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Housing market volatility under COVID-19: Diverging response of demand in luxury and low-end housing markets

Bingbing Wang

Land Use Policy, 2022, vol. 119, issue C

Abstract: The ongoing pandemic has led to substantial volatility in residential housing markets. However, relatively little is known about whether the volatility is dominated by housing demand or supply, and how different priced markets contribute to the volatility. This article first examines the temporal effect of COVID-19 on house prices, housing demand, and supply in Los Angeles, and second explores the effect heterogeneity in luxury and low-end housing markets within the city. For identification, the article employs a revised difference-in-differences (DID) method that controls more rigorously for unobservables and improves on the traditional DID with smaller prior trends. Using individual level data, the result first shows that, in response to the outbreak, house prices, demand, and supply all decreased in March to May 2020 and increased in July and August 2020, with demand dominating the process. Second, the heterogeneity exploration identifies diverging COVID-19 impacts in higher- and lower- priced markets. Particularly, the decline in overall price and demand before June originates mainly from the lower-priced market while the higher-priced one experienced limited changes in demand. After July, higher-priced markets led housing market’s surge in price, demand, and supply, whereas the lower-priced market has not fully recovered from decreases in house prices and housing demand. Finally, a larger price decline in lower-priced markets is found to be associated with higher service shares and lower homeownership rates. The results not only facilitate market participants in their decision making but also aid local governments in formulating policies and allocating subsidies to mitigate the effects of the outbreak.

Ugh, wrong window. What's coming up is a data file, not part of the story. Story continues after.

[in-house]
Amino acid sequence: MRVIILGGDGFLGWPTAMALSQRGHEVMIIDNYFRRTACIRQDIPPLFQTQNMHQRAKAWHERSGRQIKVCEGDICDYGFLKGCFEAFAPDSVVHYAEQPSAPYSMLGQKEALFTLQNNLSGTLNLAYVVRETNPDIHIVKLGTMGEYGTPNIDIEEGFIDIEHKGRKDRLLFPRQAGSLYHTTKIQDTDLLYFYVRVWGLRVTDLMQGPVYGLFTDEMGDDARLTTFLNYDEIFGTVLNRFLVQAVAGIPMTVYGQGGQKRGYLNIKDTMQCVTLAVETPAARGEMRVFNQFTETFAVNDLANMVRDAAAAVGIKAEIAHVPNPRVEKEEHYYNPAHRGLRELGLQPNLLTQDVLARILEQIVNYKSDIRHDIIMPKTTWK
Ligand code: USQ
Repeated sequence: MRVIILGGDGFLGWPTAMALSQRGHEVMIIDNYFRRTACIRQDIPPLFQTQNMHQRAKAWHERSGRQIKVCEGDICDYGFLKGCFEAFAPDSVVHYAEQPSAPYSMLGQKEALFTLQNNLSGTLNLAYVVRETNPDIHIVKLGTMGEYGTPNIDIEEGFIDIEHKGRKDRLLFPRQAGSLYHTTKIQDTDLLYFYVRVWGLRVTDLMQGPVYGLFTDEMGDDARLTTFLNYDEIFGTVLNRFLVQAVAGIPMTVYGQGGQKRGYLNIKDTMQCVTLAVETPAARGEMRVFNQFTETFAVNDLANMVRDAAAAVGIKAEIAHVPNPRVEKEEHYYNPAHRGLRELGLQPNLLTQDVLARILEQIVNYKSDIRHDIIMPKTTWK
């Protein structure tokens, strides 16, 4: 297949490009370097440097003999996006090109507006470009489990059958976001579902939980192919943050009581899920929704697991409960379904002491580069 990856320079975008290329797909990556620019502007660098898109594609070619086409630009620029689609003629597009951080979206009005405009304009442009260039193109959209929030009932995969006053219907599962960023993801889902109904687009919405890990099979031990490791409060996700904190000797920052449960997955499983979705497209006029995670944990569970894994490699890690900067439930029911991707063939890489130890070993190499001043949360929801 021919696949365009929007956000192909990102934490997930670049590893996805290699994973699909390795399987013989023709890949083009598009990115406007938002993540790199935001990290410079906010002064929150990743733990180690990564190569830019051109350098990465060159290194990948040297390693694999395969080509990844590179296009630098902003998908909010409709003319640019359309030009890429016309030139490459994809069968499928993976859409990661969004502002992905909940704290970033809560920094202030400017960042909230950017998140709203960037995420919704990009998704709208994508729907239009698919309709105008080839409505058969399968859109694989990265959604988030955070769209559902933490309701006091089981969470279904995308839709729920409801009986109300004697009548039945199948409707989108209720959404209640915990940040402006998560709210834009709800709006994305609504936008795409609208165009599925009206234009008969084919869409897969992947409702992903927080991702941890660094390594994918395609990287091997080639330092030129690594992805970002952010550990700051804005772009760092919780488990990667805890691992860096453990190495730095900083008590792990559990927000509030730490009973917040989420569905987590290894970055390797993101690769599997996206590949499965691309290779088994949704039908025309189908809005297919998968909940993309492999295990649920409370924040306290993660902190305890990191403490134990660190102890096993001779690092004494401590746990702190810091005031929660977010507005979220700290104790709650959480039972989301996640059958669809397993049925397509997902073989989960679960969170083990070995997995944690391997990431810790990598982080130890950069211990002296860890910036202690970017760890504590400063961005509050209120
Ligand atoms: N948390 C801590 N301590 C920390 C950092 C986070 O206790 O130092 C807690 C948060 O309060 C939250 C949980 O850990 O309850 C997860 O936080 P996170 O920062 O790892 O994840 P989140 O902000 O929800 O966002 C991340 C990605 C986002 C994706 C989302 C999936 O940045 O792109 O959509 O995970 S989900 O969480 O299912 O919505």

Keywords: COVID-19; House prices; Revised difference-in-differences methods; Nonparametric estimation; Service shares; Homeownership rates (search for similar items in EconPapers)
Date: 2022
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DOI: 10.1016/j.landusepol.2022.106191

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